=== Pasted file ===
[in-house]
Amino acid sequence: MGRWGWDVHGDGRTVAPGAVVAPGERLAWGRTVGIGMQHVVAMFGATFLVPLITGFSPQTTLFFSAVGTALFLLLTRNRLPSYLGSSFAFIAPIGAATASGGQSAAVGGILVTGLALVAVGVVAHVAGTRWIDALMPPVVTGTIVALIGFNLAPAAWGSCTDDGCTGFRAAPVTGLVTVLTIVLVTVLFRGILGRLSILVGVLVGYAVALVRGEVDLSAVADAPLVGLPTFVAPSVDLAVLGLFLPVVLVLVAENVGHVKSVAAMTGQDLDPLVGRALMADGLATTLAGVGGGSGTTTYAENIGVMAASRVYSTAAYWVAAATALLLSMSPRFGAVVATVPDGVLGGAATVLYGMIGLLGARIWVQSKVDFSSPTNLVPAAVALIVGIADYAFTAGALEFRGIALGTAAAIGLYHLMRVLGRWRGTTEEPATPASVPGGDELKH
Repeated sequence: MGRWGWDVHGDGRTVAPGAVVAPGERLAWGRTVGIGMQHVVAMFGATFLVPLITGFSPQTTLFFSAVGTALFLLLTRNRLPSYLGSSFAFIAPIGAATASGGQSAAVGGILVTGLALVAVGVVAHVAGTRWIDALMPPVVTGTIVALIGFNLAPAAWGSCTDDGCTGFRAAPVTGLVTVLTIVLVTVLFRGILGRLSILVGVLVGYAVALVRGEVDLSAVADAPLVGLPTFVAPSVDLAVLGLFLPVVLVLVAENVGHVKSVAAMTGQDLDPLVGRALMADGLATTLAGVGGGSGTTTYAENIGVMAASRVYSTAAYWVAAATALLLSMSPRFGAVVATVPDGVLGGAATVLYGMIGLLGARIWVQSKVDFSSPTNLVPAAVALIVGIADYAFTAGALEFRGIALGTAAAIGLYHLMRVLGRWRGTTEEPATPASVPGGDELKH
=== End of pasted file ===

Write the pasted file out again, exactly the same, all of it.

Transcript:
[in-house]
Amino acid sequence: MGRWGWDVHGDGRTVAPGAVVAPGERLAWGRTVGIGMQHVVAMFGATFLVPLITGFSPQTTLFFSAVGTALFLLLTRNRLPSYLGSSFAFIAPIGAATASGGQSAAVGGILVTGLALVAVGVVAHVAGTRWIDALMPPVVTGTIVALIGFNLAPAAWGSCTDDGCTGFRAAPVTGLVTVLTIVLVTVLFRGILGRLSILVGVLVGYAVALVRGEVDLSAVADAPLVGLPTFVAPSVDLAVLGLFLPVVLVLVAENVGHVKSVAAMTGQDLDPLVGRALMADGLATTLAGVGGGSGTTTYAENIGVMAASRVYSTAAYWVAAATALLLSMSPRFGAVVATVPDGVLGGAATVLYGMIGLLGARIWVQSKVDFSSPTNLVPAAVALIVGIADYAFTAGALEFRGIALGTAAAIGLYHLMRVLGRWRGTTEEPATPASVPGGDELKH
Repeated sequence: MGRWGWDVHGDGRTVAPGAVVAPGERLAWGRTVGIGMQHVVAMFGATFLVPLITGFSPQTTLFFSAVGTALFLLLTRNRLPSYLGSSFAFIAPIGAATASGGQSAAVGGILVTGLALVAVGVVAHVAGTRWIDALMPPVVTGTIVALIGFNLAPAAWGSCTDDGCTGFRAAPVTGLVTVLTIVLVTVLFRGILGRLSILVGVLVGYAVALVRGEVDLSAVADAPLVGLPTFVAPSVDLAVLGLFLPVVLVLVAENVGHVKSVAAMTGQDLDPLVGRALMADGLATTLAGVGGGSGTTTYAENIGVMAASRVYSTAAYWVAAATALLLSMSPRFGAVVATVPDGVLGGAATVLYGMIGLLGARIWVQSKVDFSSPTNLVPAAVALIVGIADYAFTAGALEFRGIALGTAAAIGLYHLMRVLGRWRGTTEEPATPASVPGGDELKH